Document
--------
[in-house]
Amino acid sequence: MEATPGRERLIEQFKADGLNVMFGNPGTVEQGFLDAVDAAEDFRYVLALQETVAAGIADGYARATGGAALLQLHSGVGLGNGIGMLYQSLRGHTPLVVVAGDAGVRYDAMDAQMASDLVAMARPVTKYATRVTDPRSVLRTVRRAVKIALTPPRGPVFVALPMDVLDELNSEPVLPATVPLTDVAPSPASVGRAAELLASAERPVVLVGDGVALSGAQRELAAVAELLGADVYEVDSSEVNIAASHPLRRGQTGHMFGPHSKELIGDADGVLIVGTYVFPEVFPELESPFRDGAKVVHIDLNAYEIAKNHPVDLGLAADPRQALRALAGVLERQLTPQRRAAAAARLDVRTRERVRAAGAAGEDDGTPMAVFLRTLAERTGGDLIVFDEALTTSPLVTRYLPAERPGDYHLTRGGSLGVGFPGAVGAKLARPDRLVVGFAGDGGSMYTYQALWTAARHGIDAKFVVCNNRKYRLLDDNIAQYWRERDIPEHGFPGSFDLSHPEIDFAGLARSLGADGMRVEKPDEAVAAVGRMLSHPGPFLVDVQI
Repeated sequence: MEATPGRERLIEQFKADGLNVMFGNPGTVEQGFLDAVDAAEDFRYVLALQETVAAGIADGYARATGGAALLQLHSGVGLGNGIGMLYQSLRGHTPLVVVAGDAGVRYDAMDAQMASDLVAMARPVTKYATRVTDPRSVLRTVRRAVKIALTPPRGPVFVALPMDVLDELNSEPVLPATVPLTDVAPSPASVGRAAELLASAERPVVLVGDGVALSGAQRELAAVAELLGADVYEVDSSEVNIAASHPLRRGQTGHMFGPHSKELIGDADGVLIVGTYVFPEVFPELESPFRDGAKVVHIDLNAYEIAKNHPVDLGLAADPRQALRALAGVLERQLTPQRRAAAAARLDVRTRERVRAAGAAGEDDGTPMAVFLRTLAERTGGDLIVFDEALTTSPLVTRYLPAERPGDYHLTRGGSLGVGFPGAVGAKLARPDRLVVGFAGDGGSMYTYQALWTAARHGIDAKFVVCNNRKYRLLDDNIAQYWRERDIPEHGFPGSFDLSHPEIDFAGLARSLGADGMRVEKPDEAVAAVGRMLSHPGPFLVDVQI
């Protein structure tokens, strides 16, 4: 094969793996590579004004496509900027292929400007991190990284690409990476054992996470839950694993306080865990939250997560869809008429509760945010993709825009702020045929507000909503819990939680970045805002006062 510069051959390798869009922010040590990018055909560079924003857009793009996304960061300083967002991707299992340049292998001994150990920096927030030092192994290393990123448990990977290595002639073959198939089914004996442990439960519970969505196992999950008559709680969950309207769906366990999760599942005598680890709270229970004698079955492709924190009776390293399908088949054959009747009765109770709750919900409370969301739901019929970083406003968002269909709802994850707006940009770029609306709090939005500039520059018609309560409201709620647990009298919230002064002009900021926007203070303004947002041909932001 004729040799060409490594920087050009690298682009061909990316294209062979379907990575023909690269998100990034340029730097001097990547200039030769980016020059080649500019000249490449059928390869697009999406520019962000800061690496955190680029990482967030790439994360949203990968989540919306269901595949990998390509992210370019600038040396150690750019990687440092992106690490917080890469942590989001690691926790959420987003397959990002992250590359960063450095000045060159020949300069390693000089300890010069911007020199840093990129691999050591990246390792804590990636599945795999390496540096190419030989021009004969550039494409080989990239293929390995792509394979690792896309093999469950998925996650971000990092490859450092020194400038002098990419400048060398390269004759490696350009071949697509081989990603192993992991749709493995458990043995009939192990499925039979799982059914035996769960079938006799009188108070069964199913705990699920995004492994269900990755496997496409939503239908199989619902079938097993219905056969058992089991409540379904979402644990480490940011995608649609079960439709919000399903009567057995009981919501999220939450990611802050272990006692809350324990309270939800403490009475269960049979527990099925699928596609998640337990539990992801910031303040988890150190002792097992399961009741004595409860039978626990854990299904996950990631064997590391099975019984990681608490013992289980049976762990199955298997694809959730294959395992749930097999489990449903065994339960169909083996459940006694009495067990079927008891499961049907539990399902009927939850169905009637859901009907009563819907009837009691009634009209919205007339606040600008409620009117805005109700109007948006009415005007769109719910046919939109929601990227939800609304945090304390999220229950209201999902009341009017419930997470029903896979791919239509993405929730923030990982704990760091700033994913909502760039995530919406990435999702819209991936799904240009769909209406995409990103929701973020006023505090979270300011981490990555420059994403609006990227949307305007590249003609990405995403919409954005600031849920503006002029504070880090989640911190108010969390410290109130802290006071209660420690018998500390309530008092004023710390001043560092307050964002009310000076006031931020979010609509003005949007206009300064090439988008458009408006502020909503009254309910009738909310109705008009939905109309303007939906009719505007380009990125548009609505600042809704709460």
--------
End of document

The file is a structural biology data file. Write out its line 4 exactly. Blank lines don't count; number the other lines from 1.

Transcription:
């Protein structure tokens, strides 16, 4: 094969793996590579004004496509900027292929400007991190990284690409990476054992996470839950694993306080865990939250997560869809008429509760945010993709825009702020045929507000909503819990939680970045805002006062 510069051959390798869009922010040590990018055909560079924003857009793009996304960061300083967002991707299992340049292998001994150990920096927030030092192994290393990123448990990977290595002639073959198939089914004996442990439960519970969505196992999950008559709680969950309207769906366990999760599942005598680890709270229970004698079955492709924190009776390293399908088949054959009747009765109770709750919900409370969301739901019929970083406003968002269909709802994850707006940009770029609306709090939005500039520059018609309560409201709620647990009298919230002064002009900021926007203070303004947002041909932001 004729040799060409490594920087050009690298682009061909990316294209062979379907990575023909690269998100990034340029730097001097990547200039030769980016020059080649500019000249490449059928390869697009999406520019962000800061690496955190680029990482967030790439994360949203990968989540919306269901595949990998390509992210370019600038040396150690750019990687440092992106690490917080890469942590989001690691926790959420987003397959990002992250590359960063450095000045060159020949300069390693000089300890010069911007020199840093990129691999050591990246390792804590990636599945795999390496540096190419030989021009004969550039494409080989990239293929390995792509394979690792896309093999469950998925996650971000990092490859450092020194400038002098990419400048060398390269004759490696350009071949697509081989990603192993992991749709493995458990043995009939192990499925039979799982059914035996769960079938006799009188108070069964199913705990699920995004492994269900990755496997496409939503239908199989619902079938097993219905056969058992089991409540379904979402644990480490940011995608649609079960439709919000399903009567057995009981919501999220939450990611802050272990006692809350324990309270939800403490009475269960049979527990099925699928596609998640337990539990992801910031303040988890150190002792097992399961009741004595409860039978626990854990299904996950990631064997590391099975019984990681608490013992289980049976762990199955298997694809959730294959395992749930097999489990449903065994339960169909083996459940006694009495067990079927008891499961049907539990399902009927939850169905009637859901009907009563819907009837009691009634009209919205007339606040600008409620009117805005109700109007948006009415005007769109719910046919939109929601990227939800609304945090304390999220229950209201999902009341009017419930997470029903896979791919239509993405929730923030990982704990760091700033994913909502760039995530919406990435999702819209991936799904240009769909209406995409990103929701973020006023505090979270300011981490990555420059994403609006990227949307305007590249003609990405995403919409954005600031849920503006002029504070880090989640911190108010969390410290109130802290006071209660420690018998500390309530008092004023710390001043560092307050964002009310000076006031931020979010609509003005949007206009300064090439988008458009408006502020909503009254309910009738909310109705008009939905109309303007939906009719505007380009990125548009609505600042809704709460």